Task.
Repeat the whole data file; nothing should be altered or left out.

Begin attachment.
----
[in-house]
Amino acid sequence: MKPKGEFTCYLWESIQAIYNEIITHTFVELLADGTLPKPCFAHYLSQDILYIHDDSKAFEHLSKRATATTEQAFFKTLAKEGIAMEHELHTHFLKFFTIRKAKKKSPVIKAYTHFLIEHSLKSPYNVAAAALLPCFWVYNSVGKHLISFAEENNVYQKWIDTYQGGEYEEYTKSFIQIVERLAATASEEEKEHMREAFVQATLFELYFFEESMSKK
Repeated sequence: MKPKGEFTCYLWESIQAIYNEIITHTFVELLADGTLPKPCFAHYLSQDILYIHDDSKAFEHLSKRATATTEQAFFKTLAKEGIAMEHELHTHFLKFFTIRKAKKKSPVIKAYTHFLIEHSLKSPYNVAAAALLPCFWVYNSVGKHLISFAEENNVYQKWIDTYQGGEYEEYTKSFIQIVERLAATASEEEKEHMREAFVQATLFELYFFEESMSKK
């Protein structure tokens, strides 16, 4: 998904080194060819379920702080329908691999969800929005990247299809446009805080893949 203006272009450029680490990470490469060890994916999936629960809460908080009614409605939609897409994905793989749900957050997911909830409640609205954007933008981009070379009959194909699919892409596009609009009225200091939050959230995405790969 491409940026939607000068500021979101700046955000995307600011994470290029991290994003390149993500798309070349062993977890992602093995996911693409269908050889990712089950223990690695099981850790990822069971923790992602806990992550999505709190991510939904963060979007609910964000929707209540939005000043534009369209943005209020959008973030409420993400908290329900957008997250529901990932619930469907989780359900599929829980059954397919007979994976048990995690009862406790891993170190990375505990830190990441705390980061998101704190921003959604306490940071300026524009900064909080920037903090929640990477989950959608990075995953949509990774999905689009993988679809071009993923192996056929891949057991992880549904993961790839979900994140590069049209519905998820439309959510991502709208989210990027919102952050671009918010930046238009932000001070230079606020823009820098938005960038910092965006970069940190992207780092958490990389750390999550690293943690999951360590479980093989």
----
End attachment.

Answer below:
[in-house]
Amino acid sequence: MKPKGEFTCYLWESIQAIYNEIITHTFVELLADGTLPKPCFAHYLSQDILYIHDDSKAFEHLSKRATATTEQAFFKTLAKEGIAMEHELHTHFLKFFTIRKAKKKSPVIKAYTHFLIEHSLKSPYNVAAAALLPCFWVYNSVGKHLISFAEENNVYQKWIDTYQGGEYEEYTKSFIQIVERLAATASEEEKEHMREAFVQATLFELYFFEESMSKK
Repeated sequence: MKPKGEFTCYLWESIQAIYNEIITHTFVELLADGTLPKPCFAHYLSQDILYIHDDSKAFEHLSKRATATTEQAFFKTLAKEGIAMEHELHTHFLKFFTIRKAKKKSPVIKAYTHFLIEHSLKSPYNVAAAALLPCFWVYNSVGKHLISFAEENNVYQKWIDTYQGGEYEEYTKSFIQIVERLAATASEEEKEHMREAFVQATLFELYFFEESMSKK
């Protein structure tokens, strides 16, 4: 998904080194060819379920702080329908691999969800929005990247299809446009805080893949 203006272009450029680490990470490469060890994916999936629960809460908080009614409605939609897409994905793989749900957050997911909830409640609205954007933008981009070379009959194909699919892409596009609009009225200091939050959230995405790969 491409940026939607000068500021979101700046955000995307600011994470290029991290994003390149993500798309070349062993977890992602093995996911693409269908050889990712089950223990690695099981850790990822069971923790992602806990992550999505709190991510939904963060979007609910964000929707209540939005000043534009369209943005209020959008973030409420993400908290329900957008997250529901990932619930469907989780359900599929829980059954397919007979994976048990995690009862406790891993170190990375505990830190990441705390980061998101704190921003959604306490940071300026524009900064909080920037903090929640990477989950959608990075995953949509990774999905689009993988679809071009993923192996056929891949057991992880549904993961790839979900994140590069049209519905998820439309959510991502709208989210990027919102952050671009918010930046238009932000001070230079606020823009820098938005960038910092965006970069940190992207780092958490990389750390999550690293943690999951360590479980093989």